Since most of those reading this understand qualitative research, I will not expand on the basics. However, this is such a wonderful tool but True North believes so many miss the mark with this method . . .
A good moderator should do more than simply manage the conversation.
A good moderator should be very well grounded in the decisions to be made, potential options the client may pursue, potential roadblocks, areas the client cannot pursue, and any other relevant hypotheses.
We always hear unexpected things; in fact, this is a benefit of qualitative research, learning things we did not expect. But the moderator cannot pursue lines of questioning if they don’t understand the potential company decisions, limitations, hypotheses, etc. This is the basis of good probing and knowing where to follow-up.
This is why my favorite moderator while I was on the client side was a former Director of New Product Development in a well-known firm. She understood what it took to take a product from the qualitative research phase through to launch. She was a business-person, not just a moderator.
Likewise at True North, our moderators are business-people who have been on the client side and are very well experienced in qualitative research.
It’s all about finding the emotions that drive the decision.
All the latest behavioral economics research has revealed that humans make decisions unconsciously and emotionally and justify rationally.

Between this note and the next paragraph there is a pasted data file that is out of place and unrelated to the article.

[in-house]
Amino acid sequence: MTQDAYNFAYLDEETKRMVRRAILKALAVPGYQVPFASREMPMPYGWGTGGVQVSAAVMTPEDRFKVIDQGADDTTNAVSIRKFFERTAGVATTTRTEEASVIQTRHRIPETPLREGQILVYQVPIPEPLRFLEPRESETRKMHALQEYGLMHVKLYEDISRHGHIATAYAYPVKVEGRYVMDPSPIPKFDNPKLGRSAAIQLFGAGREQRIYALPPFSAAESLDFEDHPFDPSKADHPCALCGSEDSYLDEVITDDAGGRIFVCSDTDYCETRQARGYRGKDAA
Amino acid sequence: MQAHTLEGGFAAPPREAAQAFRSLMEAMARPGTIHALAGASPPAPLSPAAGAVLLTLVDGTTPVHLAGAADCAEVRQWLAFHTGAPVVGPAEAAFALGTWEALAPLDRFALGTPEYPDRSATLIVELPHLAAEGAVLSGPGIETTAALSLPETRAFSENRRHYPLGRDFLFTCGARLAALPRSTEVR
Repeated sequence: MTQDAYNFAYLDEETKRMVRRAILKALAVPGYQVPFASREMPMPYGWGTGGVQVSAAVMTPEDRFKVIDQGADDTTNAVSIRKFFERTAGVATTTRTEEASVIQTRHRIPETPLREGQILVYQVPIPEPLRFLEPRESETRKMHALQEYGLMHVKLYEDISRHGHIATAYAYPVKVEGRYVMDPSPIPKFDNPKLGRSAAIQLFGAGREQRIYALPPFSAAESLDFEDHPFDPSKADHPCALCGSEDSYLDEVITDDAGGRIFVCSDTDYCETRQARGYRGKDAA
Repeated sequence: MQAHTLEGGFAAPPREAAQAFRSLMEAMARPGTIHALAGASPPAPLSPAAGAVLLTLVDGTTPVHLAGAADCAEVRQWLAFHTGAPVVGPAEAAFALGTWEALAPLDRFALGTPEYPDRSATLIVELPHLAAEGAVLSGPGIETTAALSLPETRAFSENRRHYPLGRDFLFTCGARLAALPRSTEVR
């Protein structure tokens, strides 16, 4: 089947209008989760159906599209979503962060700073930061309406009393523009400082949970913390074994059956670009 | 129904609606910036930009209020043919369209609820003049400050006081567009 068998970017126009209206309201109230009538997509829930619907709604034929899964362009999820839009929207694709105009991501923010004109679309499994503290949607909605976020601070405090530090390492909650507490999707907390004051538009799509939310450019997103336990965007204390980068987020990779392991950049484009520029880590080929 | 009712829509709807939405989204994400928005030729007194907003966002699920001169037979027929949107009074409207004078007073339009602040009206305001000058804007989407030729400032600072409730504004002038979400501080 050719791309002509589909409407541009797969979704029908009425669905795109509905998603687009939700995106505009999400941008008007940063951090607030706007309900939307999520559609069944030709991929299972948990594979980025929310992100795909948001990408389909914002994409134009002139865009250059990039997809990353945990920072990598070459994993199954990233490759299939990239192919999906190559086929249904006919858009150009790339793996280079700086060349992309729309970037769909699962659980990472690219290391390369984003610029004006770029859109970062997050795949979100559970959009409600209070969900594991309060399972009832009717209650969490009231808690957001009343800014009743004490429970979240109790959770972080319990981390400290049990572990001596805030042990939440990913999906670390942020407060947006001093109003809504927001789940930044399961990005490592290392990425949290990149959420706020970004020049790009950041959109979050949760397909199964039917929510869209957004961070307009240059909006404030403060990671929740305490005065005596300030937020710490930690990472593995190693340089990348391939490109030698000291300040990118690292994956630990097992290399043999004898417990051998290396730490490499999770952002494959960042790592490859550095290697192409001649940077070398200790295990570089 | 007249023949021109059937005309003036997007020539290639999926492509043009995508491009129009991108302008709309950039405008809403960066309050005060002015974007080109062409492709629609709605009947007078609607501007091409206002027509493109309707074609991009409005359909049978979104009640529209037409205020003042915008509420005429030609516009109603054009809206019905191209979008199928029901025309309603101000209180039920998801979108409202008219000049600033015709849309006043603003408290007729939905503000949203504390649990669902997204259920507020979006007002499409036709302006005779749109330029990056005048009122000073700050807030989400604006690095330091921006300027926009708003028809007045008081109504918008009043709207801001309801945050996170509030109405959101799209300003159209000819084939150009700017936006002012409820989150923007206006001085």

When we ask for the reason “why.” We expect to hear the rational reasons. But we also know that these may not be the real reasons. Thus, we listen for those emotionally laden words such as . . .
- I’m confident . . .
- I don’t trust . . .
- That scares me . . .
- That makes me feel good . . .
- That’s a lot of work . . .
- That makes me feel good . . .
This is where we dig in and probe. This is where we find the real reasons “why.”
Projective techniques provide very useful set of techniques that allow us to understand the real reasons for choice (or to reject). They primarily focus on letting the emotional guard down so that we can get to the real reasons. The following are a few of these methods:
- Projection on others — If we ask why others do something – and they will project their own beliefs on their answers.
- Photographs – Asking the respondent to find a photograph that illustrates how they feel about the topic – and then use the photograph to describe the topic. This gives a very rich, unfiltered opinion.
- Metaphors – Ask for a metaphor that describes how they feel. This works great. Tell us investing is like a roller coaster tells us a lot about how they feel in just a few words.
The power of qualitative is that real people are explaining their beliefs. Numbers and percentages can be theoretical and distant. It is hard to ignore a customer telling you when they will not buy your product. This can have a much stronger and real impact on decision makers.
Thus, at the very least, we will bring in quotations of the respondents. But depending on the issue, and especially if the results are going to senior management or others who could not observe the research first-hand, we like to create short video reels on different topics. This allows decision makers to truly understand what was said, including the emotion attached to the statements.